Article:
Although Midnight Mass is done for the year, Peaches Christ isn't ready to be assumed to her reward yet, as she still has to host the
Underground Short Film Festival, MIDNIGHT Saturday, 8/19, at the Bridge Theater. There are 17 films, ranging from one minute to nine minutes in length, and they're all by new filmmakers. They cover a wide range of subjects and styles, ranging from Deadly Finger and Deadly Finger Returns by Jose Montesinos (which looked damned funny in the festival trailer), to Uphill Both Ways' Sock Puppet Porn (ditto). I've seen one of the films in the collection, Steffen Frech's Torsten Kretchmar: Dunkleheit, and can say that it's brilliantly edited and damned funny. I believe I've also seen another, Dichotomy, by Joe Fitzgerald. If it's the film I think it is, it is visually arresting and insanely complex for a two-minute short. If it's not, I'll just say that Fitzgerald is an incredibly talented young filmmaker who you will worship once you see his work. Really. I do.

It's guilty pleasure time, with a midnight screening of Tron (Walt Disney, 1982), the original, cheesiest and most fun of all computer game movies, in glorious 70mm. See Jeff Bridges, Bruce Boxleitner and Cindy Morgan become glowing avatars (now there's a word you don't hear much anymore) in a Pac-Man-inspired “digital” landscape. David Warner is the bad guy. Duh. The “science” is wrong, wrong, wrong, wrong, wrong. The fantasy is so outlandish that Chevy Chase movies seem rational in comparison. The costumes are goofy. The visuals are really cool. But the best thing is the sound. The soundscape of this film is one of the most inspired bits of mechanical fantasy you'll ever hear. And did I mention it's in 70mm!!! Brought to you by the marvelous Jesse Ficks and his Midnights for Maniacs crew, at the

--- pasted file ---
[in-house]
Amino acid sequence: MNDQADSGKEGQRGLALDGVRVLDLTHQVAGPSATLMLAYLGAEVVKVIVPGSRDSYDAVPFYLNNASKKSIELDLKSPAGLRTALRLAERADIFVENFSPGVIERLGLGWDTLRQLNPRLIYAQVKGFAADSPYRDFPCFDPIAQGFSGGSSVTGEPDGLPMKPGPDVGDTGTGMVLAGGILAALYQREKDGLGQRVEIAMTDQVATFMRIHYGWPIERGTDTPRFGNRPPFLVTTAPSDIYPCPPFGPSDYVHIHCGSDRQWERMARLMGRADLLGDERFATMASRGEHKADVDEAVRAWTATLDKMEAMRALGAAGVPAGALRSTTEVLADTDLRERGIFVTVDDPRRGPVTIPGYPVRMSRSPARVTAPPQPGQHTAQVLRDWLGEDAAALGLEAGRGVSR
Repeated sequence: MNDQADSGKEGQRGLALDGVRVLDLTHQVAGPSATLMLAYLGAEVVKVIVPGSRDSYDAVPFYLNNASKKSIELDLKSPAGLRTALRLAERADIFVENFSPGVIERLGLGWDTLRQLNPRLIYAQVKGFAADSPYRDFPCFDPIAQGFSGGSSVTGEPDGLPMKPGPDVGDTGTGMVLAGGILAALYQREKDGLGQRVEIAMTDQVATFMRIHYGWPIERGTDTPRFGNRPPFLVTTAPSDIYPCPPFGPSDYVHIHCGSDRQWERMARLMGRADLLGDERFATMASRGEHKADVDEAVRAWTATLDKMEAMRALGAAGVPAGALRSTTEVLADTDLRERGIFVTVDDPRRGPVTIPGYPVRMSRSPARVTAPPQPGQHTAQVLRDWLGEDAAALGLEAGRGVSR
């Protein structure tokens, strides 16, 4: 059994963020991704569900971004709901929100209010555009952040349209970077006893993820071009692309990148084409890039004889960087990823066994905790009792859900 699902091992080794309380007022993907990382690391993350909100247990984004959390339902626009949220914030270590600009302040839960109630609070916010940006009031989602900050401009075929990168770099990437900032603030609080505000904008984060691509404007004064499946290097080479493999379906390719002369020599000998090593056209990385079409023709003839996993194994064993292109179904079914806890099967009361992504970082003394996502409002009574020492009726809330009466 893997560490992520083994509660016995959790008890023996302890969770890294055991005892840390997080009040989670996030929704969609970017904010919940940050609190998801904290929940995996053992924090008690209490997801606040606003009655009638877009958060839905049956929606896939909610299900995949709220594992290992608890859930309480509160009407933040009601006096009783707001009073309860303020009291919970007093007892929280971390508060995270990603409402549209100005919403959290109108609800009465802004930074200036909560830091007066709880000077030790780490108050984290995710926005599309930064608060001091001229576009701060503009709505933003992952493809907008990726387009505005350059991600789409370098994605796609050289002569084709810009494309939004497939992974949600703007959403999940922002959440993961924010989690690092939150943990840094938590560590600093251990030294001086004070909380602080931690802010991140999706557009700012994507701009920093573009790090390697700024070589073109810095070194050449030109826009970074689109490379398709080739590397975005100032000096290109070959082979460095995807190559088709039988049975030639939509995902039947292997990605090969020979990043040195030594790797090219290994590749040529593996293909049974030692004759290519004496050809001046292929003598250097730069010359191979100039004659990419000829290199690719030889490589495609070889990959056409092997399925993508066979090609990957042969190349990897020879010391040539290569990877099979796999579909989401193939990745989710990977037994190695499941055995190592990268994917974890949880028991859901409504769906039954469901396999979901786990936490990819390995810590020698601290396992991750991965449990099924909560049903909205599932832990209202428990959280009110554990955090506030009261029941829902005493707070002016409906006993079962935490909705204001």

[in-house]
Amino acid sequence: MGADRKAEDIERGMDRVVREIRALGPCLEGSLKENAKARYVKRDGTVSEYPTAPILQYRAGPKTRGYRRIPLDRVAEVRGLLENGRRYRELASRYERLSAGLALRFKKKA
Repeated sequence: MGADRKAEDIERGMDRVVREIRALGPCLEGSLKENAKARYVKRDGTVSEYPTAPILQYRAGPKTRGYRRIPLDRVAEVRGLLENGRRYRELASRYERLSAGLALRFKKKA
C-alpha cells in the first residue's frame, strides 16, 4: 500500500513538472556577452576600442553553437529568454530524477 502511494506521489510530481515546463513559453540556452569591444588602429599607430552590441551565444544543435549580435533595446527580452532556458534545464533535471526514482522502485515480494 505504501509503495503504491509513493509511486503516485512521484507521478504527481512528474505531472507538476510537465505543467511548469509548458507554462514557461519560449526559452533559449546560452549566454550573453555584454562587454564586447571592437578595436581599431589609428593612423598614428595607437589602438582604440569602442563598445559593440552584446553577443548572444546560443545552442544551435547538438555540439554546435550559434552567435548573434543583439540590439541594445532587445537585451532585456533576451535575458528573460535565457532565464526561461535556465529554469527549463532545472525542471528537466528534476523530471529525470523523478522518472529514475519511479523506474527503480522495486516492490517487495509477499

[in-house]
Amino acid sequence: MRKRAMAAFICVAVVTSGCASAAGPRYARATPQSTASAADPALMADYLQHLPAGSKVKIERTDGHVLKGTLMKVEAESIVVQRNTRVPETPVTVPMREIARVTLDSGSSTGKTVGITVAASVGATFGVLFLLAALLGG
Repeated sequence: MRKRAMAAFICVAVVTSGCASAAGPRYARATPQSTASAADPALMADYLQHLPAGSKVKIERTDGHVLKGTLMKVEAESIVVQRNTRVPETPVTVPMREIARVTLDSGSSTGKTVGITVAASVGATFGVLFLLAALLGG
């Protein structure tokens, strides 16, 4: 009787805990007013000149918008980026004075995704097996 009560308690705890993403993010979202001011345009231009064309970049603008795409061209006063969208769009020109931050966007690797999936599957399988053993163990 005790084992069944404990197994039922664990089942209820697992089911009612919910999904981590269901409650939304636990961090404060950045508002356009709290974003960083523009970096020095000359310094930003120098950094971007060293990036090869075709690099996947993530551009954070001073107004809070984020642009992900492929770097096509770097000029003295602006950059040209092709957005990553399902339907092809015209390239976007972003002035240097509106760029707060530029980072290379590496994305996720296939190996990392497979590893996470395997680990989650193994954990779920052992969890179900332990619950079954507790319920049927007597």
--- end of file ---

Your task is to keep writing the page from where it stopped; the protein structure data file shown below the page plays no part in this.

Castro Theater, Saturday, 8/19, at MIDNIGHT!

The war films of the 1930s are remarkable, because if your reference is limited to the past 20 years, it can be hard to believe that Hollywood ever made anti-war movies. But it did, and
Frank Borzage's Three Comrades (MGM, 1938) deals with the horrors of World War I (the first of many “War to End All Wars”) and hints heavily at the economic situation of the Depression era. The screenplay is by F. Scott Fitzgerald (The Great Gatsby) from a novel by Eric Maria Remarque (All Quiet on the Western Front). Robert Taylor, Franchot Tone, Robert Young and Margaret Sullavan star, 6:30 p.m. Saturday, 8/19, at the Pacific Film Archive in Berkeley. With The Mortal Storm (MGM, 1940), Borzage's frank examination of the rise of the Nazi Party in Germany and its impact on the Jewish population. With Jimmy Stewart and Margaret Sullavan, 8:30 p.m.

It's Gary Cooper nights at the
Stanford Theater in Palo Alto, with a double feature of Love in the Afternoon (Allied Artists, 1957) and High Noon (Kramer/United Artists, 1952), Saturday 8/19 through Monday, 8/21. Billy Wilder directed Love in the Afternoon as an homage to one of his mentors, the master of the witty romantic adventure, Ernst Lubitsch. Cooper pursues French cellist Audrey Hepburn in Paris, using a private detective played by Maurice Chevalier, who just happens to be the cellist's father. 7:30 p.m. each day, plus 3:30 p.m. Saturday and Sunday. Fred Zinneman's High Noon is legendary as the first adult western made in Hollywood. Cooper is the retiring sheriff whose plans to leave town with his new wife (the incomparable Grace Kelly) are interrupted by the arrival of a group of old enemies. The townsfolk refuse to help the sheriff, who now faces a moral dilemma: run away and be safe, or defend a townful of ingrates for no reason other than it's his duty? This one is required viewing in Hildreth's Film 101 course. 9:55 p.m. each day, plus 5:55 p.m. Saturday and Sunday.